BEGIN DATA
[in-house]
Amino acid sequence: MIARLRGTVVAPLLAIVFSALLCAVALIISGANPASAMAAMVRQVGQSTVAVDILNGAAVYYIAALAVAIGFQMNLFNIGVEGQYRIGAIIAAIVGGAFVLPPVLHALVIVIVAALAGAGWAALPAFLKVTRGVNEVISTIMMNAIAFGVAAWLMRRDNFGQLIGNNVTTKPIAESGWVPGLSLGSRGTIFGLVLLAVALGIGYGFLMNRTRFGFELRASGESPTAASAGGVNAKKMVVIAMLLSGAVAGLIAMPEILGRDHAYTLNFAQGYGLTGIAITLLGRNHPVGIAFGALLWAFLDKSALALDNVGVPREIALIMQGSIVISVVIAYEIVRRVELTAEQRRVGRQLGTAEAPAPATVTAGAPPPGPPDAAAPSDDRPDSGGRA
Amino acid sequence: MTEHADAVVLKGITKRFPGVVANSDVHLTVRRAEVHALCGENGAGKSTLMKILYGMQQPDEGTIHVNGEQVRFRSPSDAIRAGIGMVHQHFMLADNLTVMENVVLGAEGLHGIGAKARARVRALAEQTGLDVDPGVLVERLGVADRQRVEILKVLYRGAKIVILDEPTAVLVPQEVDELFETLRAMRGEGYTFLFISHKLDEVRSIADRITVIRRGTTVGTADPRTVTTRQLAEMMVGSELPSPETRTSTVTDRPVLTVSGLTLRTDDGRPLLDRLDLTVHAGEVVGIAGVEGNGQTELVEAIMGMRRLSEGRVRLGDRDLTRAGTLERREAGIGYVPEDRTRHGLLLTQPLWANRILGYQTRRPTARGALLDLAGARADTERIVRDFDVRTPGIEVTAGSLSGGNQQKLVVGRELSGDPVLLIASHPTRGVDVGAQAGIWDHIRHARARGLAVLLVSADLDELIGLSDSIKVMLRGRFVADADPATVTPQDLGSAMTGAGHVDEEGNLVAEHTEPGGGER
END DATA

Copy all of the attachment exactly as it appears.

[in-house]
Amino acid sequence: MIARLRGTVVAPLLAIVFSALLCAVALIISGANPASAMAAMVRQVGQSTVAVDILNGAAVYYIAALAVAIGFQMNLFNIGVEGQYRIGAIIAAIVGGAFVLPPVLHALVIVIVAALAGAGWAALPAFLKVTRGVNEVISTIMMNAIAFGVAAWLMRRDNFGQLIGNNVTTKPIAESGWVPGLSLGSRGTIFGLVLLAVALGIGYGFLMNRTRFGFELRASGESPTAASAGGVNAKKMVVIAMLLSGAVAGLIAMPEILGRDHAYTLNFAQGYGLTGIAITLLGRNHPVGIAFGALLWAFLDKSALALDNVGVPREIALIMQGSIVISVVIAYEIVRRVELTAEQRRVGRQLGTAEAPAPATVTAGAPPPGPPDAAAPSDDRPDSGGRA
Amino acid sequence: MTEHADAVVLKGITKRFPGVVANSDVHLTVRRAEVHALCGENGAGKSTLMKILYGMQQPDEGTIHVNGEQVRFRSPSDAIRAGIGMVHQHFMLADNLTVMENVVLGAEGLHGIGAKARARVRALAEQTGLDVDPGVLVERLGVADRQRVEILKVLYRGAKIVILDEPTAVLVPQEVDELFETLRAMRGEGYTFLFISHKLDEVRSIADRITVIRRGTTVGTADPRTVTTRQLAEMMVGSELPSPETRTSTVTDRPVLTVSGLTLRTDDGRPLLDRLDLTVHAGEVVGIAGVEGNGQTELVEAIMGMRRLSEGRVRLGDRDLTRAGTLERREAGIGYVPEDRTRHGLLLTQPLWANRILGYQTRRPTARGALLDLAGARADTERIVRDFDVRTPGIEVTAGSLSGGNQQKLVVGRELSGDPVLLIASHPTRGVDVGAQAGIWDHIRHARARGLAVLLVSADLDELIGLSDSIKVMLRGRFVADADPATVTPQDLGSAMTGAGHVDEEGNLVAEHTEPGGGER